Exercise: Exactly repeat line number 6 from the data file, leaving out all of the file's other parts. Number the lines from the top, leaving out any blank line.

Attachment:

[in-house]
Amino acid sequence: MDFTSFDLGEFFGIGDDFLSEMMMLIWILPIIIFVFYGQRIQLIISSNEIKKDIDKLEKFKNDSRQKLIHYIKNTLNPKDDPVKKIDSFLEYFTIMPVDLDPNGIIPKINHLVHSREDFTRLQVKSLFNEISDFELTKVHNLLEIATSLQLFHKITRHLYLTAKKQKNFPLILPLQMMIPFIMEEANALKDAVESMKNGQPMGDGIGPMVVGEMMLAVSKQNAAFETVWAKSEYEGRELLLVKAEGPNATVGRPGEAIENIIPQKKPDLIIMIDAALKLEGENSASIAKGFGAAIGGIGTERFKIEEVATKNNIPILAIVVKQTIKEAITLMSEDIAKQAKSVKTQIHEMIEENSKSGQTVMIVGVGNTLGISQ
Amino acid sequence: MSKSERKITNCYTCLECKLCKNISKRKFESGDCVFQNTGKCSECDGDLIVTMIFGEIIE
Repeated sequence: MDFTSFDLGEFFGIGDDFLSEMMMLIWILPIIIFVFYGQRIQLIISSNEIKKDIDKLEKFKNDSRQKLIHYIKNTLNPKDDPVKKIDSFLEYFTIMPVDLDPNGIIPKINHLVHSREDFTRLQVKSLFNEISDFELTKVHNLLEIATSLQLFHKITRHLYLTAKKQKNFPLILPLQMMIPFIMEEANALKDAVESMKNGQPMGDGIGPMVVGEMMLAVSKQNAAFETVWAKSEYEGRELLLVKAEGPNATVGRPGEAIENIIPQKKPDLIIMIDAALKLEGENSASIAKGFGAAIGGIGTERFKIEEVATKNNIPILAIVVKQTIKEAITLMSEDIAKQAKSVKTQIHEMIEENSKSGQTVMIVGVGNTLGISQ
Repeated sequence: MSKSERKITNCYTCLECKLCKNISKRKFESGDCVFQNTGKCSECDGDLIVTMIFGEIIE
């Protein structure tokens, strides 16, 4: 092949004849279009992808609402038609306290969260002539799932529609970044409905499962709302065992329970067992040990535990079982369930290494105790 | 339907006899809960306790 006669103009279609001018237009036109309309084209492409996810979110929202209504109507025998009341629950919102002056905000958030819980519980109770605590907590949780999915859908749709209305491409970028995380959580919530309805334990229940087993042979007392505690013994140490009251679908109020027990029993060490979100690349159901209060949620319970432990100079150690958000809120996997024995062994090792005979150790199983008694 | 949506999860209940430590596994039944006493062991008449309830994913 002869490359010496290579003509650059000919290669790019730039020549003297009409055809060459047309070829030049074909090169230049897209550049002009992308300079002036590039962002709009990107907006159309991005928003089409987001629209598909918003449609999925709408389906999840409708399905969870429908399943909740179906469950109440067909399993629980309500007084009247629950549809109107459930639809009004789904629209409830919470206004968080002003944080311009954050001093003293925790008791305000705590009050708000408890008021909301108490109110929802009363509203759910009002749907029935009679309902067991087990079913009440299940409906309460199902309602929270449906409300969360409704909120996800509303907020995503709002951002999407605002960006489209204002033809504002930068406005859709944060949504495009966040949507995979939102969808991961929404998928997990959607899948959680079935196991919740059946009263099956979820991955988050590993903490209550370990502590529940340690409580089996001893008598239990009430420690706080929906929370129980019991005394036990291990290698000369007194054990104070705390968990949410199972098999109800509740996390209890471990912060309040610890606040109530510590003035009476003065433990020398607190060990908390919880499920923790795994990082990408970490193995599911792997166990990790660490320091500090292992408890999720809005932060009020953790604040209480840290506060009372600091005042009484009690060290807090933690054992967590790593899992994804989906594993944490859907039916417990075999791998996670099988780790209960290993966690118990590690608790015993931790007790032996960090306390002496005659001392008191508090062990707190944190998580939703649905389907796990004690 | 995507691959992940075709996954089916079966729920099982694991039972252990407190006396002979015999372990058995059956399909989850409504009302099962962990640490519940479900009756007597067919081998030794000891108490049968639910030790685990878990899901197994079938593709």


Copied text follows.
């Protein structure tokens, strides 16, 4: 092949004849279009992808609402038609306290969260002539799932529609970044409905499962709302065992329970067992040990535990079982369930290494105790 | 339907006899809960306790 006669103009279609001018237009036109309309084209492409996810979110929202209504109507025998009341629950919102002056905000958030819980519980109770605590907590949780999915859908749709209305491409970028995380959580919530309805334990229940087993042979007392505690013994140490009251679908109020027990029993060490979100690349159901209060949620319970432990100079150690958000809120996997024995062994090792005979150790199983008694 | 949506999860209940430590596994039944006493062991008449309830994913 002869490359010496290579003509650059000919290669790019730039020549003297009409055809060459047309070829030049074909090169230049897209550049002009992308300079002036590039962002709009990107907006159309991005928003089409987001629209598909918003449609999925709408389906999840409708399905969870429908399943909740179906469950109440067909399993629980309500007084009247629950549809109107459930639809009004789904629209409830919470206004968080002003944080311009954050001093003293925790008791305000705590009050708000408890008021909301108490109110929802009363509203759910009002749907029935009679309902067991087990079913009440299940409906309460199902309602929270449906409300969360409704909120996800509303907020995503709002951002999407605002960006489209204002033809504002930068406005859709944060949504495009966040949507995979939102969808991961929404998928997990959607899948959680079935196991919740059946009263099956979820991955988050590993903490209550370990502590529940340690409580089996001893008598239990009430420690706080929906929370129980019991005394036990291990290698000369007194054990104070705390968990949410199972098999109800509740996390209890471990912060309040610890606040109530510590003035009476003065433990020398607190060990908390919880499920923790795994990082990408970490193995599911792997166990990790660490320091500090292992408890999720809005932060009020953790604040209480840290506060009372600091005042009484009690060290807090933690054992967590790593899992994804989906594993944490859907039916417990075999791998996670099988780790209960290993966690118990590690608790015993931790007790032996960090306390002496005659001392008191508090062990707190944190998580939703649905389907796990004690 | 995507691959992940075709996954089916079966729920099982694991039972252990407190006396002979015999372990058995059956399909989850409504009302099962962990640490519940479900009756007597067919081998030794000891108490049968639910030790685990878990899901197994079938593709």